Thursday, December 1, 2005

It all started last night.....

It was such a simple alarm bells went off, no red flags went flying. Last night my husband mentioned to the boys that because one of them left a portion of the electric fence off, Lizzie got out and was in the other field with her calf.

Nora Mae and Lizzie are the cows in milk right now. Now, Nora Mae is THE perfect cow!! I wish I had 10 like her. She doesn't spook easily, she is gentle, she leads easily, never kicks the milk bucket...if she even gets close to the bucket all you have to do is lay a gentle finger across her leg and she takes a step back. I LOVE NORA!

Lizzie is a young cow (I keep telling everyone it will get better as she matures...). It doesn't appear that anyone spent anytime with her before we got her. She calved this year for the first time. She NEVER comes - you always have to go get her, drive her into a corner and then you can lead her into the milking parlor. She is antsy on the stand, kicks the bucket frequently, and spooks easily. Please, one of you dairy farmers...tell me it will get better...or tell me how to make it better!

This morning, between spelling and science, I asked the boys if it had been very difficult to get Lizzie from the bigger pasture. I was informed that they tried and couldn't do it....she hadn't been milked and it was 2 hours past milking time! My mind screams MASTITIS!! So, we all bundled up and decided to try a team (me and the 15, 12 and 7 year olds) effort.

Do you know how quickly you can go from admiring your cow, being thankful for your cow and even caring for your cow to wondering how much meat she would produce if I just went and got the rifle? It took about 7 1/2 minutes for me today!

I tired luring her with a bucket of grain - always better to lure than to chase. Lizzie looked at me like I had lost my mind. Those big brown eyes got squinty, she shook her head and backed off.
Now, we are standing in the middle of a 3 acre pasture, along with 2 horses, 4 calves and 3 Jersey cows. EVERYONE is interested in my bucket of grain except Lizzie - Nora has suddenly become my closest friend (she only loves me for my grain!). So, I am trying to fend everyone off, lure Lizzie and make sure my 7 year old isn't trampled (Elijah...get in the greenhouse!!). OK, forget the grain idea...

We start trying to drive Lizzie to a corner where we can pull back a section of temporary electric fencing and let her into the right field. Do you know how fast a Jersey with attitude can run? I was quite surprised myself - of course when she started running...everyone started running - in all directions - except for Nora who continued to graze and watch us all calmly. Did I mention 45 minutes have passed? Did I mention it is 27 degrees outside - with a breeze? Did I mention that now everyone is in the wrong pasture except for 2 calves?

The 2 calves commenced to bawling because they were seperated from everyone else but thankfully they were still in the correct pasture. Well, I thought... at least Lizzie is in the right place...I decided we could then reverse the process and begin removing animals that needed to go back into the first pasture. Hah! How naive I still am after 7 years on the farm. Are there farmer secrets that I am not privy too in reference to moving animals? Is there some book or magazine that tells how to do this easily? Is there a conspiracy afoot?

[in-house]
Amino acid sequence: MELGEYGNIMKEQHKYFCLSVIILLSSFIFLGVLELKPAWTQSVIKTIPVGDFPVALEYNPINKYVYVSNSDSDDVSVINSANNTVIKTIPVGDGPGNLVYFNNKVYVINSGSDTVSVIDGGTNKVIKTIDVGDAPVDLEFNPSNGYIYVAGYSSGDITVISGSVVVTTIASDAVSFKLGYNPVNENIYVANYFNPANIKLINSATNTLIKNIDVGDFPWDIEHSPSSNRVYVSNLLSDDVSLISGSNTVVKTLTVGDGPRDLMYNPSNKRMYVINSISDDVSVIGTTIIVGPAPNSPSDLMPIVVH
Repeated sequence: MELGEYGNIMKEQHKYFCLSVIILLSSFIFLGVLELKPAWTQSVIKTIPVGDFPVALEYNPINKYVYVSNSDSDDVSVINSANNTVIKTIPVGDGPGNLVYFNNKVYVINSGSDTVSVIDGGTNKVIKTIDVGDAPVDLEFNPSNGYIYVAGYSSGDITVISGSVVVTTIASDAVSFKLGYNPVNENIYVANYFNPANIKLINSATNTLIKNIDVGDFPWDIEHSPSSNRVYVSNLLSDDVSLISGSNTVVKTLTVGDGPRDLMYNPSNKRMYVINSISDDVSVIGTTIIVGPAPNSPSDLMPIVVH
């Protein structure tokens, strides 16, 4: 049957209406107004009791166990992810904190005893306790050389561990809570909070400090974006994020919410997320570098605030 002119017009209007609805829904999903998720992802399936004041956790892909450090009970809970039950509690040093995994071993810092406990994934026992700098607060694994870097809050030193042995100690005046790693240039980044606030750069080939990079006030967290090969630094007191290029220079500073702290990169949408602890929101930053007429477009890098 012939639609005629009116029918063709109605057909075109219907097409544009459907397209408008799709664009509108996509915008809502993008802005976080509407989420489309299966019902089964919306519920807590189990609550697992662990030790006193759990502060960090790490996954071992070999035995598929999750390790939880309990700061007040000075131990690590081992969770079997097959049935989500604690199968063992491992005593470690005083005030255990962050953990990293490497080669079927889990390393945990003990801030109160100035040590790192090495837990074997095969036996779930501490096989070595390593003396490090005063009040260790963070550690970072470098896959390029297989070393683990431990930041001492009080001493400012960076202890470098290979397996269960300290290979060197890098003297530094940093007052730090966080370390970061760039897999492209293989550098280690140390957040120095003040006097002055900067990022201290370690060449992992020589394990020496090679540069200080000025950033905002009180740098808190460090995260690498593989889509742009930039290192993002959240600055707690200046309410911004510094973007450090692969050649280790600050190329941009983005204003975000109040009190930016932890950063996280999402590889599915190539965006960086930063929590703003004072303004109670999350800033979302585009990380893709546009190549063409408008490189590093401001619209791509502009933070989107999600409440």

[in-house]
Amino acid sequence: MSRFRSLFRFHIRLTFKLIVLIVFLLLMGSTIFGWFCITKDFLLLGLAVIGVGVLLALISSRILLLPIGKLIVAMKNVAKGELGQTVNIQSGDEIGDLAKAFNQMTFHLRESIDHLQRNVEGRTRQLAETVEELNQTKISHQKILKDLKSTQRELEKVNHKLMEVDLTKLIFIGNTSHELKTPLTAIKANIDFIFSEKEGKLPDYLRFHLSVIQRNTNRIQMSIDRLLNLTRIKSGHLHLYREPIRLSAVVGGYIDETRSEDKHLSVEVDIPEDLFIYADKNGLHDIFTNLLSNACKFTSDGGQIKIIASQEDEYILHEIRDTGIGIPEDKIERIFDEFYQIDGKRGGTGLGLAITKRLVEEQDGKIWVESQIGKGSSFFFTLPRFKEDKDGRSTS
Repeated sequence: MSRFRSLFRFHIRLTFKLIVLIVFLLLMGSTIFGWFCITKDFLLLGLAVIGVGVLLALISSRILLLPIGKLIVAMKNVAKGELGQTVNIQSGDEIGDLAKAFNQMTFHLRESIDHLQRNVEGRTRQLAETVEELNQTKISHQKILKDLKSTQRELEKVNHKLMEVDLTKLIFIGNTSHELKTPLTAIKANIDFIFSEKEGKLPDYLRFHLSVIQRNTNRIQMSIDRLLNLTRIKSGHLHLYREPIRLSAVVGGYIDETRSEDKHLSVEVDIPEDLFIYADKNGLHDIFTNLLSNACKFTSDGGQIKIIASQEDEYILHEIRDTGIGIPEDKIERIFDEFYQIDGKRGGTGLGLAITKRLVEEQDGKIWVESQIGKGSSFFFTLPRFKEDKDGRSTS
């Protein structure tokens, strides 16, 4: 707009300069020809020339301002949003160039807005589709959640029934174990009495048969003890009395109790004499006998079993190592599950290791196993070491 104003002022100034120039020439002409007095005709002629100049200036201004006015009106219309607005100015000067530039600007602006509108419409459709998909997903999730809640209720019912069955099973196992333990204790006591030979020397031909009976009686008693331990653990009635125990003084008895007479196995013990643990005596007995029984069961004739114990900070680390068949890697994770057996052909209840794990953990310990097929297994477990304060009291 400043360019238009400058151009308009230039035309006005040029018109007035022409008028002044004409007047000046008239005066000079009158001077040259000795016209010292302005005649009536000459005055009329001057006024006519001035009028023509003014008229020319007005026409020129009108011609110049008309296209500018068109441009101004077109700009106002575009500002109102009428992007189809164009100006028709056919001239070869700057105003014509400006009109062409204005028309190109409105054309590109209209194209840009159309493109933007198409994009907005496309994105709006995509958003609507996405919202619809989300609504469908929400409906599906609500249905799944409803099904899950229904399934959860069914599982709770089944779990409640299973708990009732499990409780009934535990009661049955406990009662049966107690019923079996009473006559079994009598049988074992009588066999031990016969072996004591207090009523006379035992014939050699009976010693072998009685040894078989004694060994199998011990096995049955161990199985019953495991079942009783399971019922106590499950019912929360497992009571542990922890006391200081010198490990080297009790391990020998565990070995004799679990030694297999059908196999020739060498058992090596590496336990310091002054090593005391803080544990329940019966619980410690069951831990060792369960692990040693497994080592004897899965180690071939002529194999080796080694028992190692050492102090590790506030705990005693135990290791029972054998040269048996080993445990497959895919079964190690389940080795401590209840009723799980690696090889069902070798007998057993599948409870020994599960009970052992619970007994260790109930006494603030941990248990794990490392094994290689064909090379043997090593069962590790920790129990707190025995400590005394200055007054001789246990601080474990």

First we move Gracie (another Jersey) out pretty easily - she then stood right at the fence line threatening to come through to get back where all the action was. Then Josiah was able to drive Dusty (a small, very fast, horse the kids love to ride) through the opening - after which he began to run like a crazed animal all over the other high, thundering speeds, while calling to Angel, our Morgan Mare, that Jeremy was attempting to lead through the opening by her mane...where IS that bucket of grain? Ok, a few nibbles of grain and she is back in the right field.

3 down, 3 to go....did I mention that we have been outside now for an hour and a half? And the breeze has picked up. We start to work on the calves, everything is going smoothly, the boys are driving them toward the opening when Princess bolts. Princess is Lizzie's daughter - she is a beautiful Jersey. Her father was an award winning, pure black Jersey bull. Let's just say that she got her father's good looks and her mother's personality! She makes a bee line for the temporary electric fence, which is off because I am holding the end to make an opening. She goes through it, gets it tangled in her feet and snaps too step-in posts off at the ground. Now the whole fence is down! "Quick" I yell..."get it standing up so it at least looks like a barrier"! I just knew that all the animals would go through it and we would be starting all over of that rifle started dancing through my head again. Lizzie starts heading after her calf but Jeremy manages to turn her the other way with a great deal of hopping, swinging of the arms and making strange HooHaw a word?